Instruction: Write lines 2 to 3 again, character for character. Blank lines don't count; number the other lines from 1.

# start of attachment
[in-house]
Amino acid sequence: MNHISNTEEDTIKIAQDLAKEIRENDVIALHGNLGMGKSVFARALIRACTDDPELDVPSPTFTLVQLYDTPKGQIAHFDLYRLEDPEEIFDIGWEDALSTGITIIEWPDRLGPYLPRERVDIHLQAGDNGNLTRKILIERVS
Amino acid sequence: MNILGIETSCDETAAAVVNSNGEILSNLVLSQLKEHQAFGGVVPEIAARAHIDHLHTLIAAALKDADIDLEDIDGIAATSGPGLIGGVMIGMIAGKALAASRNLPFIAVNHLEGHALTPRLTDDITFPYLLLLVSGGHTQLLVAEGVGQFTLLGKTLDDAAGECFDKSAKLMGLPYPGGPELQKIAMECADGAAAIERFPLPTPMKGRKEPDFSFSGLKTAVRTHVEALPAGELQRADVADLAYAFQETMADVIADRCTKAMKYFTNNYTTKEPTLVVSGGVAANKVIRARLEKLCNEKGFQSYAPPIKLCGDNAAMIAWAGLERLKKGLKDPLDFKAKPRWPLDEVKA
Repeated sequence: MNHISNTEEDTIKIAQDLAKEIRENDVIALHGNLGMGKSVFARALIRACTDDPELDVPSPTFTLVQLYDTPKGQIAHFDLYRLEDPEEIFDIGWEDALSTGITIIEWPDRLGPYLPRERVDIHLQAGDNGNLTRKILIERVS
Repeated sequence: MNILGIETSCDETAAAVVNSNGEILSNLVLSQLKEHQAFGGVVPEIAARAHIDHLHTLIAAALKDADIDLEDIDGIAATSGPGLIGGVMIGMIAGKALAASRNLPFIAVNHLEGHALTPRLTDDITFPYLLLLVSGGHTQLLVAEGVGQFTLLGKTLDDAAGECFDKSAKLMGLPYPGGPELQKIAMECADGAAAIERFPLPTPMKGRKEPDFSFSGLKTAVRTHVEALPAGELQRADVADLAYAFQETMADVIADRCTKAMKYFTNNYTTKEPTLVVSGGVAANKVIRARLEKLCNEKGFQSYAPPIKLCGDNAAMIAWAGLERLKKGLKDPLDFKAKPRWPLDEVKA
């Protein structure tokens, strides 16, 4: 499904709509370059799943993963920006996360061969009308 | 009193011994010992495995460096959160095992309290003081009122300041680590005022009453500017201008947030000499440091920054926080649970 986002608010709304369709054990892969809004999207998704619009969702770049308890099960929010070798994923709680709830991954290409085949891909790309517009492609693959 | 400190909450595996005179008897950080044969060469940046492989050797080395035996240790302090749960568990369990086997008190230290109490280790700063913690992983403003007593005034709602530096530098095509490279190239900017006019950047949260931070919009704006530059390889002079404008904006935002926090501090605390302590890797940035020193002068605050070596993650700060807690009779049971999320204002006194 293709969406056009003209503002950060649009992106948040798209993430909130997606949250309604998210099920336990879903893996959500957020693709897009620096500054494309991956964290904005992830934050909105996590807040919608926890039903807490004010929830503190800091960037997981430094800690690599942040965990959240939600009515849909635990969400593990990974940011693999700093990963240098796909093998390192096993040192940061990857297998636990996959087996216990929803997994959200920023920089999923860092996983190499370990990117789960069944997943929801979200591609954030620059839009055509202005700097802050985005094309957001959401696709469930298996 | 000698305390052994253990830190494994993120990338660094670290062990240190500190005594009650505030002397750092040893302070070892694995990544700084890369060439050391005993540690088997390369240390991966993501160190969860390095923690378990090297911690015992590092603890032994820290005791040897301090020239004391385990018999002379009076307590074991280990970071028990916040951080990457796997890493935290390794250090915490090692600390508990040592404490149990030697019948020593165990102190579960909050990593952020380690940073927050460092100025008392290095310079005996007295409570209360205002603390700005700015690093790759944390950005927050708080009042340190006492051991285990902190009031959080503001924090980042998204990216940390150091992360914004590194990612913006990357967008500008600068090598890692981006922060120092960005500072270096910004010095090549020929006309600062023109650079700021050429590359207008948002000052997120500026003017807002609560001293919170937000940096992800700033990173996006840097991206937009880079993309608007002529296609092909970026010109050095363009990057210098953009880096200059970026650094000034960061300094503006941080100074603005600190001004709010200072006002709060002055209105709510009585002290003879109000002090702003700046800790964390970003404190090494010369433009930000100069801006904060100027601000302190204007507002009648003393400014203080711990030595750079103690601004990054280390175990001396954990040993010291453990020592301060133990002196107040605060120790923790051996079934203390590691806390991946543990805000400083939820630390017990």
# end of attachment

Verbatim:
Amino acid sequence: MNHISNTEEDTIKIAQDLAKEIRENDVIALHGNLGMGKSVFARALIRACTDDPELDVPSPTFTLVQLYDTPKGQIAHFDLYRLEDPEEIFDIGWEDALSTGITIIEWPDRLGPYLPRERVDIHLQAGDNGNLTRKILIERVS
Amino acid sequence: MNILGIETSCDETAAAVVNSNGEILSNLVLSQLKEHQAFGGVVPEIAARAHIDHLHTLIAAALKDADIDLEDIDGIAATSGPGLIGGVMIGMIAGKALAASRNLPFIAVNHLEGHALTPRLTDDITFPYLLLLVSGGHTQLLVAEGVGQFTLLGKTLDDAAGECFDKSAKLMGLPYPGGPELQKIAMECADGAAAIERFPLPTPMKGRKEPDFSFSGLKTAVRTHVEALPAGELQRADVADLAYAFQETMADVIADRCTKAMKYFTNNYTTKEPTLVVSGGVAANKVIRARLEKLCNEKGFQSYAPPIKLCGDNAAMIAWAGLERLKKGLKDPLDFKAKPRWPLDEVKA